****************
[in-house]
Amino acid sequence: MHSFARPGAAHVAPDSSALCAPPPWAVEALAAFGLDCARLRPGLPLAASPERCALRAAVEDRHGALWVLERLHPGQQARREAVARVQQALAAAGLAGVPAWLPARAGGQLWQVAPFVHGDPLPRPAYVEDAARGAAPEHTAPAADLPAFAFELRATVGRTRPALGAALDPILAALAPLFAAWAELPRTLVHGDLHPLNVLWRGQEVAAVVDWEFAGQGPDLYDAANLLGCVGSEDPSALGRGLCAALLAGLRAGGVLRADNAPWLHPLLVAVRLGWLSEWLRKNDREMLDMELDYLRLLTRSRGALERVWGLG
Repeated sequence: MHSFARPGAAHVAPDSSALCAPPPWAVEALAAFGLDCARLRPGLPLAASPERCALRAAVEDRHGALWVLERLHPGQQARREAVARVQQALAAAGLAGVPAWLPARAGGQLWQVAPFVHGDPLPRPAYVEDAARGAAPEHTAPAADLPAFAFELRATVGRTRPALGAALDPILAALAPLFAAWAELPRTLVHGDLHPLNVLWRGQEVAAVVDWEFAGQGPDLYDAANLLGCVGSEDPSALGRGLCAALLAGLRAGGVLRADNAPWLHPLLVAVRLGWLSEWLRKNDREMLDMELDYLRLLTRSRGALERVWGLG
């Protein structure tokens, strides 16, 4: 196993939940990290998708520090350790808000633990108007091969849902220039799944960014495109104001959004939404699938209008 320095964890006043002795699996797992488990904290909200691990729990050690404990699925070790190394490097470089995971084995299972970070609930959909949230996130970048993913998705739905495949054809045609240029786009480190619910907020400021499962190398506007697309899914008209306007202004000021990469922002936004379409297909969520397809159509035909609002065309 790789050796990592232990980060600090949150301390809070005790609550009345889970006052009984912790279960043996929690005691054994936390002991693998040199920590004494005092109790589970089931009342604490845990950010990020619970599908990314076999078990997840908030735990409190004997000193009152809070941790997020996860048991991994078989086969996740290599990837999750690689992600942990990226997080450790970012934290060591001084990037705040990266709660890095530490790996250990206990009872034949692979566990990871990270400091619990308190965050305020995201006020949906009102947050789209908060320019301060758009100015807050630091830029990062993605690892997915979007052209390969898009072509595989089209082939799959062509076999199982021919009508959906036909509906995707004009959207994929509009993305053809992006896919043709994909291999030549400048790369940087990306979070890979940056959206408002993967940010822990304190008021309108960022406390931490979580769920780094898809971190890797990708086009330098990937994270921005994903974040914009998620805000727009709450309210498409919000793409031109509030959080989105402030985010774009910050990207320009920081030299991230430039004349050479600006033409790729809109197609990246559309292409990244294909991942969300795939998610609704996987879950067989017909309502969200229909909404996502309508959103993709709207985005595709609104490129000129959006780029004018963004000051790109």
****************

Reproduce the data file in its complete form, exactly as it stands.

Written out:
[in-house]
Amino acid sequence: MHSFARPGAAHVAPDSSALCAPPPWAVEALAAFGLDCARLRPGLPLAASPERCALRAAVEDRHGALWVLERLHPGQQARREAVARVQQALAAAGLAGVPAWLPARAGGQLWQVAPFVHGDPLPRPAYVEDAARGAAPEHTAPAADLPAFAFELRATVGRTRPALGAALDPILAALAPLFAAWAELPRTLVHGDLHPLNVLWRGQEVAAVVDWEFAGQGPDLYDAANLLGCVGSEDPSALGRGLCAALLAGLRAGGVLRADNAPWLHPLLVAVRLGWLSEWLRKNDREMLDMELDYLRLLTRSRGALERVWGLG
Repeated sequence: MHSFARPGAAHVAPDSSALCAPPPWAVEALAAFGLDCARLRPGLPLAASPERCALRAAVEDRHGALWVLERLHPGQQARREAVARVQQALAAAGLAGVPAWLPARAGGQLWQVAPFVHGDPLPRPAYVEDAARGAAPEHTAPAADLPAFAFELRATVGRTRPALGAALDPILAALAPLFAAWAELPRTLVHGDLHPLNVLWRGQEVAAVVDWEFAGQGPDLYDAANLLGCVGSEDPSALGRGLCAALLAGLRAGGVLRADNAPWLHPLLVAVRLGWLSEWLRKNDREMLDMELDYLRLLTRSRGALERVWGLG
């Protein structure tokens, strides 16, 4: 196993939940990290998708520090350790808000633990108007091969849902220039799944960014495109104001959004939404699938209008 320095964890006043002795699996797992488990904290909200691990729990050690404990699925070790190394490097470089995971084995299972970070609930959909949230996130970048993913998705739905495949054809045609240029786009480190619910907020400021499962190398506007697309899914008209306007202004000021990469922002936004379409297909969520397809159509035909609002065309 790789050796990592232990980060600090949150301390809070005790609550009345889970006052009984912790279960043996929690005691054994936390002991693998040199920590004494005092109790589970089931009342604490845990950010990020619970599908990314076999078990997840908030735990409190004997000193009152809070941790997020996860048991991994078989086969996740290599990837999750690689992600942990990226997080450790970012934290060591001084990037705040990266709660890095530490790996250990206990009872034949692979566990990871990270400091619990308190965050305020995201006020949906009102947050789209908060320019301060758009100015807050630091830029990062993605690892997915979007052209390969898009072509595989089209082939799959062509076999199982021919009508959906036909509906995707004009959207994929509009993305053809992006896919043709994909291999030549400048790369940087990306979070890979940056959206408002993967940010822990304190008021309108960022406390931490979580769920780094898809971190890797990708086009330098990937994270921005994903974040914009998620805000727009709450309210498409919000793409031109509030959080989105402030985010774009910050990207320009920081030299991230430039004349050479600006033409790729809109197609990246559309292409990244294909991942969300795939998610609704996987879950067989017909309502969200229909909404996502309508959103993709709207985005595709609104490129000129959006780029004018963004000051790109």